Family Dollar Case Study

Topics: Variety store, Wal-Mart, Marketing Pages: 7 (2450 words) Published: September 3, 2013


Executive Summary2
Marketing Strategy3
Family Dollar Growing4
Battle of Walmart and Family Dollar5
Inventory Control6
Strategy Evaluation7
Family Dollar’s Code of Conduct8
SWOT Analysis9
Family Dollar SWOT Matrix14
Works Cited15

Executive Summary

Family Dollar Stores, Inc. operates a chain of self-service retail discount stores primarily for low- and middle-income consumers in the United States. Its merchandise assortment includes consumables, such as household chemicals, paper products, food products, health and beauty aids, hardware and automotive supplies, pet food and supplies, and tobacco; and home products comprising blankets, sheets, towels, housewares, giftware, and home décor products. The company also provides apparel and accessories consisting of men’s and women’s clothing products, boys’ and girls’ clothing products, infants’ clothing products, shoes, and fashion accessories; and seasonal and electronic products, such as toys, stationery and school supplies, and seasonal goods, as well as personal electronics, including pre-paid cellular phones and services. As of April 10, 2013, it operated approximately 7,600 stores in 45 states. The company was founded in 1959 and is based in Matthews, North Carolina.


Family Dollar Stores, Inc., hereinafter referred to as Family Dollar, is a discount store in 43 states, mostly based in the northeastern, southeastern, southwestern and northwestern areas of the United States. The founder, Leon Levine, opened his first store in Charlotte, North Carolina in 1959. Family Dollar had fantastic growth with record sales in the early 1970’s. But by the mid-1970’s, there were some challenges in the textiles, tobacco, and furniture industries which were hit hard with financial devistation However, by the end of the 1970’s, they were still able to acquire 40 additional stores from a company called Sav-A-Stop. These additional 40 stores were added to the 400 they already had in the southern states. By the 1980’s, they were slowly improving the company by adjusting some of their weaknesses. In addition, they were also able to open an additional 36 stores ahead of their original plan. Marketing Strategy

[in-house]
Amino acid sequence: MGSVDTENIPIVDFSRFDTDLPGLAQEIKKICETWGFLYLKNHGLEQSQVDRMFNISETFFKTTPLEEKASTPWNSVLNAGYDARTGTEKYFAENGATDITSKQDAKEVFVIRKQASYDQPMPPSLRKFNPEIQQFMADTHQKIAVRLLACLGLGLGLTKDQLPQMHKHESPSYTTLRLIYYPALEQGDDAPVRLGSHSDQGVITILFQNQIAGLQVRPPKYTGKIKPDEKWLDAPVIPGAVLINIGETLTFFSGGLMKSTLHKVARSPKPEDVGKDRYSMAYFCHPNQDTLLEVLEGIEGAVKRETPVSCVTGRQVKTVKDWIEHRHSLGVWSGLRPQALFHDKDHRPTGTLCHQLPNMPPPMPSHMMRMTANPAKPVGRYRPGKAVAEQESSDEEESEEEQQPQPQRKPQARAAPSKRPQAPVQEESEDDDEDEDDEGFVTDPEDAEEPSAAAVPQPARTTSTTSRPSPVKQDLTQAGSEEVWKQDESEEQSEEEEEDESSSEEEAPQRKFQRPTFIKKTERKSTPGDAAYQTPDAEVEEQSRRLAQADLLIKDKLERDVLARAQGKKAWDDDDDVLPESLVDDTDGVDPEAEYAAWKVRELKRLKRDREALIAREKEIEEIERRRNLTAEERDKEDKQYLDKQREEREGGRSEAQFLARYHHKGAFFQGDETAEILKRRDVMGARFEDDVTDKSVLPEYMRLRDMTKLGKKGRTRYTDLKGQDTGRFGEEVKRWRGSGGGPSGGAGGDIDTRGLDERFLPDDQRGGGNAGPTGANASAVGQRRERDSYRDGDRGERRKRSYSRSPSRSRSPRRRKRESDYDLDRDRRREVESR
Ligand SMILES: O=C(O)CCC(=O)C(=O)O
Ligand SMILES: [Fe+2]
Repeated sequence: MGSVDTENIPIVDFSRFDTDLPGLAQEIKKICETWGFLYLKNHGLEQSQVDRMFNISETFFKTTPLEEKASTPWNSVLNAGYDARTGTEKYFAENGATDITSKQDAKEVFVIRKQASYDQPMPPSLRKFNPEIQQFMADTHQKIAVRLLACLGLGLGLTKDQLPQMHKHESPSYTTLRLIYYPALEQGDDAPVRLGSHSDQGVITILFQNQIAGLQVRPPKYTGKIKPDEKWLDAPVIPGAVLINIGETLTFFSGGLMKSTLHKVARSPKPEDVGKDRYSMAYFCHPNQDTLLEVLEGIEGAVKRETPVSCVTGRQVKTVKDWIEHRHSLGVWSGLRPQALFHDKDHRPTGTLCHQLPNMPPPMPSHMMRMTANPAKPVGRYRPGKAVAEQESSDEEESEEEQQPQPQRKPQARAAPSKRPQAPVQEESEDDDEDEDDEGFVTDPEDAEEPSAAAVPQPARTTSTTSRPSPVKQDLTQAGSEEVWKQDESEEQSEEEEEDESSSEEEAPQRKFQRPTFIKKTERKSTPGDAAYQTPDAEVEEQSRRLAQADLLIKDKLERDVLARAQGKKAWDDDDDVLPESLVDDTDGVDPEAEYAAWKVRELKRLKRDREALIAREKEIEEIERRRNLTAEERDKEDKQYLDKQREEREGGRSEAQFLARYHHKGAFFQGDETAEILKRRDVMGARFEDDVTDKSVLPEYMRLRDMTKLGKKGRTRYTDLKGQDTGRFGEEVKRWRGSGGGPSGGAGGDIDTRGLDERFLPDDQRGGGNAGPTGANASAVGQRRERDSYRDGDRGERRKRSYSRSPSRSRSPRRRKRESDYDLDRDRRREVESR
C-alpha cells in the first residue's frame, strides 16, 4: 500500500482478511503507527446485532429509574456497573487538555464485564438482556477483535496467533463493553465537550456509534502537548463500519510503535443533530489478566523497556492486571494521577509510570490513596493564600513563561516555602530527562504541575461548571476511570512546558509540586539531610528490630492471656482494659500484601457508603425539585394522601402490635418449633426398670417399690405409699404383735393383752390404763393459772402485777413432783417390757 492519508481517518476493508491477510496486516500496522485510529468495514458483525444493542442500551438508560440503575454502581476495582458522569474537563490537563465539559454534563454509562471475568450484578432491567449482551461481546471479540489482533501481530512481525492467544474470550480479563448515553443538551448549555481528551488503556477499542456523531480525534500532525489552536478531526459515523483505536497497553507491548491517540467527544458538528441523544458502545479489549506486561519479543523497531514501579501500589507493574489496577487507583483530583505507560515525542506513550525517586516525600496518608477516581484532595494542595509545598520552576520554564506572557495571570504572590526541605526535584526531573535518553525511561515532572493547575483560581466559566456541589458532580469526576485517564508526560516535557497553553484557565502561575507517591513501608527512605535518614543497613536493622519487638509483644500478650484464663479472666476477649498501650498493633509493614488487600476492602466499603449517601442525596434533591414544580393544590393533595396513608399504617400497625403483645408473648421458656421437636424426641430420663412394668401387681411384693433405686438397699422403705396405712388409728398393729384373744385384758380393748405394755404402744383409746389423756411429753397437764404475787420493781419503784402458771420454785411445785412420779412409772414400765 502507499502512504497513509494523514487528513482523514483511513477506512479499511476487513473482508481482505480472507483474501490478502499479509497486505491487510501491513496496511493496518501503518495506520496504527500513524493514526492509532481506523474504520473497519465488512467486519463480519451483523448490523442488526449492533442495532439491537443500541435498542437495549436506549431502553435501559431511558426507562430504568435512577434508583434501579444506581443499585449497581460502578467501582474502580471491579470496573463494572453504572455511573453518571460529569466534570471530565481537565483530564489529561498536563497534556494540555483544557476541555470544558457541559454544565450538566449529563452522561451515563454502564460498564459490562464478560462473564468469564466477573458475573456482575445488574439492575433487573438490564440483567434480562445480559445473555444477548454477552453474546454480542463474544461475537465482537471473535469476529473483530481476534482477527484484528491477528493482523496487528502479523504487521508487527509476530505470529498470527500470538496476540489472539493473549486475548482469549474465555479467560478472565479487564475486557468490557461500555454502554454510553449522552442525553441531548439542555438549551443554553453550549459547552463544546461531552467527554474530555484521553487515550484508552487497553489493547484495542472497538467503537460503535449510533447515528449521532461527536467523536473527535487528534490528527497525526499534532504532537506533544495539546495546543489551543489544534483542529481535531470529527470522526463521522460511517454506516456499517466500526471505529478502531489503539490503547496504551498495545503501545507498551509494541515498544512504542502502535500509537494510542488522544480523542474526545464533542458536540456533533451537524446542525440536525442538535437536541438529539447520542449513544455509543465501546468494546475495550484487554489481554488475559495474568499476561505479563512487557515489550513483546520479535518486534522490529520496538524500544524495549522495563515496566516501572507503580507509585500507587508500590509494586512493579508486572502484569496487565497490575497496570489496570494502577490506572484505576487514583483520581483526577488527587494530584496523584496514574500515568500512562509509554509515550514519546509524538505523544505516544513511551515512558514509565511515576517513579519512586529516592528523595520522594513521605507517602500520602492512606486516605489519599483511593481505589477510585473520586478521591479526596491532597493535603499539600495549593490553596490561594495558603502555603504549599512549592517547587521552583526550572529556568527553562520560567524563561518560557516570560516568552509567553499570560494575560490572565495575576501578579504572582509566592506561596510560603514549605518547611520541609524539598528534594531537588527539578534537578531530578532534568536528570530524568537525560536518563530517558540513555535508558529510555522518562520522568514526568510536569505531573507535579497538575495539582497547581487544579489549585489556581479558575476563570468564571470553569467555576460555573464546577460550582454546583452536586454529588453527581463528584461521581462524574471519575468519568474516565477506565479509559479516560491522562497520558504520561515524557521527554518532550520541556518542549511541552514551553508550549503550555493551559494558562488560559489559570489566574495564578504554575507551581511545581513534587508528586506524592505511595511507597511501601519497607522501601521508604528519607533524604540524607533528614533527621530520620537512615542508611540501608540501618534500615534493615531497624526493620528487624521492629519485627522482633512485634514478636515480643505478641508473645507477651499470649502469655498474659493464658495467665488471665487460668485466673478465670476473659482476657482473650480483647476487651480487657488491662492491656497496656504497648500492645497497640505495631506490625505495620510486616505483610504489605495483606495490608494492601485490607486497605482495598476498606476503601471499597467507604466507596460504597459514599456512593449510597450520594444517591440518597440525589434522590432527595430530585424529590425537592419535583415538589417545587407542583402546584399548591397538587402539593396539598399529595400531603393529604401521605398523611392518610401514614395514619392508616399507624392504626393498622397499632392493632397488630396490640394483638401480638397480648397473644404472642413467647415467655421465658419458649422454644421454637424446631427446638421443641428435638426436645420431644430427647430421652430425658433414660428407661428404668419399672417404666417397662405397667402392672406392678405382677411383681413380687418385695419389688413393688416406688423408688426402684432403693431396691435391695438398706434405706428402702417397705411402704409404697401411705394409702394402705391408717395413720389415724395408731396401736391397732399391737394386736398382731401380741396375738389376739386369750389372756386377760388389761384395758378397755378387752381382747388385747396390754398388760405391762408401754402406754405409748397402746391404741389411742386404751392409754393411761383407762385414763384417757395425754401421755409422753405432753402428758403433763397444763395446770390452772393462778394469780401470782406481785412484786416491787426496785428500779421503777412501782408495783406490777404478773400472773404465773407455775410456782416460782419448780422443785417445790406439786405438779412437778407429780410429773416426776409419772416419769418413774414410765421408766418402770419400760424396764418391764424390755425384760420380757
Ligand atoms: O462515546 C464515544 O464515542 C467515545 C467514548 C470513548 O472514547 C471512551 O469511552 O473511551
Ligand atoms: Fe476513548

Leon Levine’s marketing strategy was to sub-divide the market into distinct subsets, also known as market segmentation (Chapter 8. Market Segmentation). His market segment was to offer products to lower middle income families that needed quality clothing and shoes. Family Dollar offers a variety of products that are mostly under $10 and range from food products to housewares to linens to apparel. They are able to offer these products at such a low price because they purchase from companies who have over stocked inventories. Another way they were able to offer these products at a significantly reduced price was from buying over-run quantities from manufacturers. One major reason for their low prices is their distribution center which was large enough to handle getting larger quantities at discounted rates. Additionally, they were able to make bulk deliveries to their stores in a timely manner.

Family Dollar Growing
When Family Dollar decided to expand geographically, they were financially able to do so due to the fact that the company had no long term debt. This allowed them to expand without negatively affecting their long-term debt too much. They were able to expand into Alabama, Tennessee, Florida, Kentucky, Mississippi, Michigan, Texas, Virginia and West Virginia. By the mid-1980’s, there was a total of 1,107 stores in 23 different states or nearly half of the United States.

Battle of Walmart and Family Dollar
At the same time Family Dollar was expanding, so was Wal-Mart. Wal-Mart had moved into Family Dollar’s market segment in the south offering products at a low price. This caused some issues for Family Dollar as...

Cited: Family Dollar Corporate. (2008, May 28). Retrieved from Business Partner Code of Conduct:
Family Dollar Stores, Inc.-Company Profile, Information, Business Description, History, Background Information on Family Dollar Sotres, Inc. (n.d.). Retrieved from Reference for Business:
Family Dollar SWOT Analysis. (2013). Family Dollar Stores, Inc. SWOT Analysis, 4-8.
Global Sourcing an Extension of Merchandising Team. (2012). MMR, 20.
Reasons Why Dollar Stores are Worth a Second Look. (2012). Money Advisor, 13.
Wilson, M. (2008). Everday Savings. Chain Storage Age, 96.
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